When Philip Glass’ Akhnaten first appeared in 1984, the New York Daily News was moved to label Mr. Glass “the Ronald Reagan of composers.

This time around,  no one is thinking of Ronald Reagan after experiencing the Glass/Kamensek/McDermott/Pollard/Pay  production at the Metropolitan Opera. Instead, the words ”breathtaking”, “hypnotic”, “gorgeous”, “luscious”, “overwhelming”, and “beautiful,” are most likely to be heard.

“Beautiful” is the word which first pops to my mind. I was reminded of Saint Thomas’  definition of the beautiful:  “id quod visum placet”, “that which, being seen, pleases.”

Philip Glass’ beautiful opera is just as much a visual experience as a musical one. And in an opera proclaiming the existence of one supreme God, one should remember that beauty constitutes a major part of the energies of God, as the beautiful draws people to him.

So much about Akhnaten is different from the typical opera that another term might help describe the phenomenon. In the 1970s the Term “performance art” was used to describe a whole host of events, which might more accurately have been known as “stunts.”

Because of its beauty, Akhnaten is the first piece of performance art I have seen worthy of the word “art”.

Akhnaten presents what the University of Chicago professor Mircea Eliade called the “illud tempus,” the mysterious, ancient time of origins, the sacred time when things were first created. In this case, the time monotheism invaded Western civilization. The action of the opera, if action is the right word, involves the recitation of this cosmogonic myth, as the actual events are recalled into existence before our eyes, by the Homeric bard of the occasion, Zachary James. The bravura Mr. James, like all bards, unrolls the episodes and occasionally plays one or two of the roles.

The simple plot is accented with elaborate Egyptian rituals of burial, love, devotion, and coronation. The love between the king and his queen is recited as a poem, and then sung. The one true god, Aten, the form of the sun god Ra, dominates the new life of the empire.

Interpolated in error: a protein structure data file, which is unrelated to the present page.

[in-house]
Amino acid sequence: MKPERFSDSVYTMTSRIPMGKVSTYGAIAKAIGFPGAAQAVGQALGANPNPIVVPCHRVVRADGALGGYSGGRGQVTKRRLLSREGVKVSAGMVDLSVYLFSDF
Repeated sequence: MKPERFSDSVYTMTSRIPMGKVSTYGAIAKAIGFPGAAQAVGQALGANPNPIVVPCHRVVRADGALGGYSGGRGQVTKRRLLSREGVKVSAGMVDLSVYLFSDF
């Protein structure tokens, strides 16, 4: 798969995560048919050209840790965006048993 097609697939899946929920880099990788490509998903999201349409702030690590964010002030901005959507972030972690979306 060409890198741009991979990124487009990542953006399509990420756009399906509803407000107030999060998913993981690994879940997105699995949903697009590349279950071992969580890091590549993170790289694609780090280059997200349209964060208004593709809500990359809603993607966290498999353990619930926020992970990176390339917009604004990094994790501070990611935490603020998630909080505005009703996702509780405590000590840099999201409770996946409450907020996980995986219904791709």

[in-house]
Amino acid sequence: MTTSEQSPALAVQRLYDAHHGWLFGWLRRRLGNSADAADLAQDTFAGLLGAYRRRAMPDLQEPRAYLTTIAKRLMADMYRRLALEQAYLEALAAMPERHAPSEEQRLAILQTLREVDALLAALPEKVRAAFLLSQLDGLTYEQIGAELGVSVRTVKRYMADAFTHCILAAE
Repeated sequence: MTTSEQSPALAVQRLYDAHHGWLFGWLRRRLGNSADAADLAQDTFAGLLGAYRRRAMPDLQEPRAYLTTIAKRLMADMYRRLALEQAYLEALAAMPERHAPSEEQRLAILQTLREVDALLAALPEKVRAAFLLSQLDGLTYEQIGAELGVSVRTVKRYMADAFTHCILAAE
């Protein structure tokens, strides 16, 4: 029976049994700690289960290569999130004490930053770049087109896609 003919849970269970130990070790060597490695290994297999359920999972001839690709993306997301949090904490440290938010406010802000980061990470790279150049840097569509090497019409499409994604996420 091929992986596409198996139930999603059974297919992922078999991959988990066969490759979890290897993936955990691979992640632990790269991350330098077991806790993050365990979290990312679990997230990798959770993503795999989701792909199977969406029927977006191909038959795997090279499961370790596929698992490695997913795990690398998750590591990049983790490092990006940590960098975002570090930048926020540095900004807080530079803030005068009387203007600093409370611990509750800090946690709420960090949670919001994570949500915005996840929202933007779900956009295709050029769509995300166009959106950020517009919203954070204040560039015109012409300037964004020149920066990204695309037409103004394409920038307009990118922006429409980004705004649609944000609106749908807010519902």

Naturally, the old polytheists, now banished, their “holy of holies” destroyed by Akhnaten himself, are not pleased. They eventually lead a crowd to break into the palace of Akhnaten and his Queen Nefertiti, and kill the too-isolated king . The rebels sing in the Akkadian language

Tutankhamun, Akhnaten’s nephew or half-brother, is crowned as the new king, as polytheism is restored. Modern day students tour the Egyptian ruins as a professor lectures them on the times of Akhnaten, known as the “Amarna period”. The professor speaks the text of Frommer’s Guide to Egypt. And Fodor’s Egypt.

All that remain of Akhnaten’s dream are his ghost, the ghost of Nefertiti,and the king’s mother, Queen Tye. The ghosts sing in their own language, as the banished juggling balls of monotheism begin to roll back onto the human stage.

Mr. Glass has the considerable talents of stage director Phelim McDermott, set and projection designer Tom Pye, costume designer Kevin Pollard, and lighting designer Bruno Poet, virtually the same team responsible for the Met’s stunning Cosi Fan Tutti last season. This all-star team works the magic of channeling the long-ago into the here-and-now, as time and space merge and hybridize, resulting in the creative character fusion of ancient Egypt, early twentieth century Britain and contemporary American fashion.

Mr. Glass’ music does not simply accompany the thin horizontal narrative line. Like  the ocean’s tide, Mr. Glass’ music  swells and deepens as moments move vertically into the depths of religious impulses. The movement on the stage brilliantly realizes Bernard Shaw’s adage, “To draw an audience in, slow things down.” The stage becomes the place of otherworldliness, as juggled balls are offered in tribute to the great orange ball, the symbol of the one true God. Glass’ music actualizes the centuries-old phrase “the music of the spheres”. What the audience hears are the sounds of heavenly worlds in collision, harmonies rubbing against other harmonies to create celestial music.